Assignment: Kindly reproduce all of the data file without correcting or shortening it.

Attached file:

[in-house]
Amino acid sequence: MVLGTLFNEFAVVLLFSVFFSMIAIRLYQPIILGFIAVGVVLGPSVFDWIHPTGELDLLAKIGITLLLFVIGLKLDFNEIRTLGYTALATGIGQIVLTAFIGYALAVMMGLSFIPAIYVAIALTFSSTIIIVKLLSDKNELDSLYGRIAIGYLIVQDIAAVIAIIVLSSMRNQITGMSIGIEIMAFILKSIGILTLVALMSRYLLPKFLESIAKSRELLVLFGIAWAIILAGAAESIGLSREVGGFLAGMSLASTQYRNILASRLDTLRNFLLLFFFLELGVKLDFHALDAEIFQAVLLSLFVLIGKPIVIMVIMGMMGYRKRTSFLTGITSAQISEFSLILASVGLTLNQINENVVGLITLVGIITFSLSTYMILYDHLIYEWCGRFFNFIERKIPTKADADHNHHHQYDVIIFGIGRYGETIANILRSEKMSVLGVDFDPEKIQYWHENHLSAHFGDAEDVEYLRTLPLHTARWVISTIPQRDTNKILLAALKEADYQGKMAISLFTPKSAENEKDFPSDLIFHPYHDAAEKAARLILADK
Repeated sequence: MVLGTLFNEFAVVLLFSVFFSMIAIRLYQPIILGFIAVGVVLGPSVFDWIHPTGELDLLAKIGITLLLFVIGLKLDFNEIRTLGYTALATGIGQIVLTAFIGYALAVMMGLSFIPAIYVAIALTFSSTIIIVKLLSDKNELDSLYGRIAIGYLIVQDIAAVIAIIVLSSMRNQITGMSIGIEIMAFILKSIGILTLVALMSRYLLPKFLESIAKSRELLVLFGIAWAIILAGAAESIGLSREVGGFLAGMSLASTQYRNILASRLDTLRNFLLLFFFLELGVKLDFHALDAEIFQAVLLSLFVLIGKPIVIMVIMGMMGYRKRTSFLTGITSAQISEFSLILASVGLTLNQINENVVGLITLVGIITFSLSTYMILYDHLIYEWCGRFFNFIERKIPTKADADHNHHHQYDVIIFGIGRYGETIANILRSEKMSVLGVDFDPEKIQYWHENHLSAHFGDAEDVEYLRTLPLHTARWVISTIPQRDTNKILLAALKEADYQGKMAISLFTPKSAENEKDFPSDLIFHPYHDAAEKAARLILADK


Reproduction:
[in-house]
Amino acid sequence: MVLGTLFNEFAVVLLFSVFFSMIAIRLYQPIILGFIAVGVVLGPSVFDWIHPTGELDLLAKIGITLLLFVIGLKLDFNEIRTLGYTALATGIGQIVLTAFIGYALAVMMGLSFIPAIYVAIALTFSSTIIIVKLLSDKNELDSLYGRIAIGYLIVQDIAAVIAIIVLSSMRNQITGMSIGIEIMAFILKSIGILTLVALMSRYLLPKFLESIAKSRELLVLFGIAWAIILAGAAESIGLSREVGGFLAGMSLASTQYRNILASRLDTLRNFLLLFFFLELGVKLDFHALDAEIFQAVLLSLFVLIGKPIVIMVIMGMMGYRKRTSFLTGITSAQISEFSLILASVGLTLNQINENVVGLITLVGIITFSLSTYMILYDHLIYEWCGRFFNFIERKIPTKADADHNHHHQYDVIIFGIGRYGETIANILRSEKMSVLGVDFDPEKIQYWHENHLSAHFGDAEDVEYLRTLPLHTARWVISTIPQRDTNKILLAALKEADYQGKMAISLFTPKSAENEKDFPSDLIFHPYHDAAEKAARLILADK
Repeated sequence: MVLGTLFNEFAVVLLFSVFFSMIAIRLYQPIILGFIAVGVVLGPSVFDWIHPTGELDLLAKIGITLLLFVIGLKLDFNEIRTLGYTALATGIGQIVLTAFIGYALAVMMGLSFIPAIYVAIALTFSSTIIIVKLLSDKNELDSLYGRIAIGYLIVQDIAAVIAIIVLSSMRNQITGMSIGIEIMAFILKSIGILTLVALMSRYLLPKFLESIAKSRELLVLFGIAWAIILAGAAESIGLSREVGGFLAGMSLASTQYRNILASRLDTLRNFLLLFFFLELGVKLDFHALDAEIFQAVLLSLFVLIGKPIVIMVIMGMMGYRKRTSFLTGITSAQISEFSLILASVGLTLNQINENVVGLITLVGIITFSLSTYMILYDHLIYEWCGRFFNFIERKIPTKADADHNHHHQYDVIIFGIGRYGETIANILRSEKMSVLGVDFDPEKIQYWHENHLSAHFGDAEDVEYLRTLPLHTARWVISTIPQRDTNKILLAALKEADYQGKMAISLFTPKSAENEKDFPSDLIFHPYHDAAEKAARLILADK